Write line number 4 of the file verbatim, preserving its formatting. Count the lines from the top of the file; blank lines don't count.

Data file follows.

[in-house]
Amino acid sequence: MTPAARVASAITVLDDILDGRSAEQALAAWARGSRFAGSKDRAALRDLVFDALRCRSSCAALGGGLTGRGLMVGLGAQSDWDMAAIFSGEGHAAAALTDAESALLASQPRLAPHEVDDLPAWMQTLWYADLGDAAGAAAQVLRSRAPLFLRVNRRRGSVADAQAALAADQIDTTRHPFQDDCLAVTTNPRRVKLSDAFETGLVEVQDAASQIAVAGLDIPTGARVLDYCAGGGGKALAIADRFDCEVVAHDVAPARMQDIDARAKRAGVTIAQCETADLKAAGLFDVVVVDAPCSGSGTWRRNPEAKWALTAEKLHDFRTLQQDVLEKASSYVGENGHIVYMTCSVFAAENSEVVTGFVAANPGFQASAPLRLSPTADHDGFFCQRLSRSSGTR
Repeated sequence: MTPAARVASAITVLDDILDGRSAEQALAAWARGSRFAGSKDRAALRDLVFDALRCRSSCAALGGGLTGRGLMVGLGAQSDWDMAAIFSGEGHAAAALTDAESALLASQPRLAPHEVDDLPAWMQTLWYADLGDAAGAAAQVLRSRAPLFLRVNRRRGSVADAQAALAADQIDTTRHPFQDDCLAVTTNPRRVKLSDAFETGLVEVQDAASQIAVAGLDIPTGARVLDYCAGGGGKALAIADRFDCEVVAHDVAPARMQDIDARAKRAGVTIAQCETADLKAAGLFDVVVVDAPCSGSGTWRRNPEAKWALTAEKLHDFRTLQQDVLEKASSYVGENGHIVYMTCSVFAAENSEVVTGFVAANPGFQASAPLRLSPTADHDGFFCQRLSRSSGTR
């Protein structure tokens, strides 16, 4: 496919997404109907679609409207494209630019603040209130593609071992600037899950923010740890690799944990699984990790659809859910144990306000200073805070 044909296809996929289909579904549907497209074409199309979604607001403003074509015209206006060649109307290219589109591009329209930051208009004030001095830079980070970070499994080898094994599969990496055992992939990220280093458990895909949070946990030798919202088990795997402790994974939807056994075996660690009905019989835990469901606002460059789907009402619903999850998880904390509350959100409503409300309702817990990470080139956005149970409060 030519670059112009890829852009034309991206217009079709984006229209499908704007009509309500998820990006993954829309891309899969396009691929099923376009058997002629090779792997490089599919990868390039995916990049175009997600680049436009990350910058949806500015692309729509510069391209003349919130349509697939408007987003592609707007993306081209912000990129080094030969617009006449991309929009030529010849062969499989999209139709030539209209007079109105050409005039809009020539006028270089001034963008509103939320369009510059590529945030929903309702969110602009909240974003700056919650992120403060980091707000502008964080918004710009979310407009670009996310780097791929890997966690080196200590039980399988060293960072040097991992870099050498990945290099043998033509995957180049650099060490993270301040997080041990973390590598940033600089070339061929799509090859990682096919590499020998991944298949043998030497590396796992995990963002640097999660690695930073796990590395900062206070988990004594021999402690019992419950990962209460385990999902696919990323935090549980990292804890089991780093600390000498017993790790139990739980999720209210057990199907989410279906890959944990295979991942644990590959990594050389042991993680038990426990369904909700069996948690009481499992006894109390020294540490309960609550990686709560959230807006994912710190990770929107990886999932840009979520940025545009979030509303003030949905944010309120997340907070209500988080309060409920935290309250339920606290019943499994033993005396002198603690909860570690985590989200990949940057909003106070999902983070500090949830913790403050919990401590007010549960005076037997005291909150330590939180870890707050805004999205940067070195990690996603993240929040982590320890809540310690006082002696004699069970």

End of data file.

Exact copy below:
């Protein structure tokens, strides 16, 4: 496919997404109907679609409207494209630019603040209130593609071992600037899950923010740890690799944990699984990790659809859910144990306000200073805070 044909296809996929289909579904549907497209074409199309979604607001403003074509015209206006060649109307290219589109591009329209930051208009004030001095830079980070970070499994080898094994599969990496055992992939990220280093458990895909949070946990030798919202088990795997402790994974939807056994075996660690009905019989835990469901606002460059789907009402619903999850998880904390509350959100409503409300309702817990990470080139956005149970409060 030519670059112009890829852009034309991206217009079709984006229209499908704007009509309500998820990006993954829309891309899969396009691929099923376009058997002629090779792997490089599919990868390039995916990049175009997600680049436009990350910058949806500015692309729509510069391209003349919130349509697939408007987003592609707007993306081209912000990129080094030969617009006449991309929009030529010849062969499989999209139709030539209209007079109105050409005039809009020539006028270089001034963008509103939320369009510059590529945030929903309702969110602009909240974003700056919650992120403060980091707000502008964080918004710009979310407009670009996310780097791929890997966690080196200590039980399988060293960072040097991992870099050498990945290099043998033509995957180049650099060490993270301040997080041990973390590598940033600089070339061929799509090859990682096919590499020998991944298949043998030497590396796992995990963002640097999660690695930073796990590395900062206070988990004594021999402690019992419950990962209460385990999902696919990323935090549980990292804890089991780093600390000498017993790790139990739980999720209210057990199907989410279906890959944990295979991942644990590959990594050389042991993680038990426990369904909700069996948690009481499992006894109390020294540490309960609550990686709560959230807006994912710190990770929107990886999932840009979520940025545009979030509303003030949905944010309120997340907070209500988080309060409920935290309250339920606290019943499994033993005396002198603690909860570690985590989200990949940057909003106070999902983070500090949830913790403050919990401590007010549960005076037997005291909150330590939180870890707050805004999205940067070195990690996603993240929040982590320890809540310690006082002696004699069970």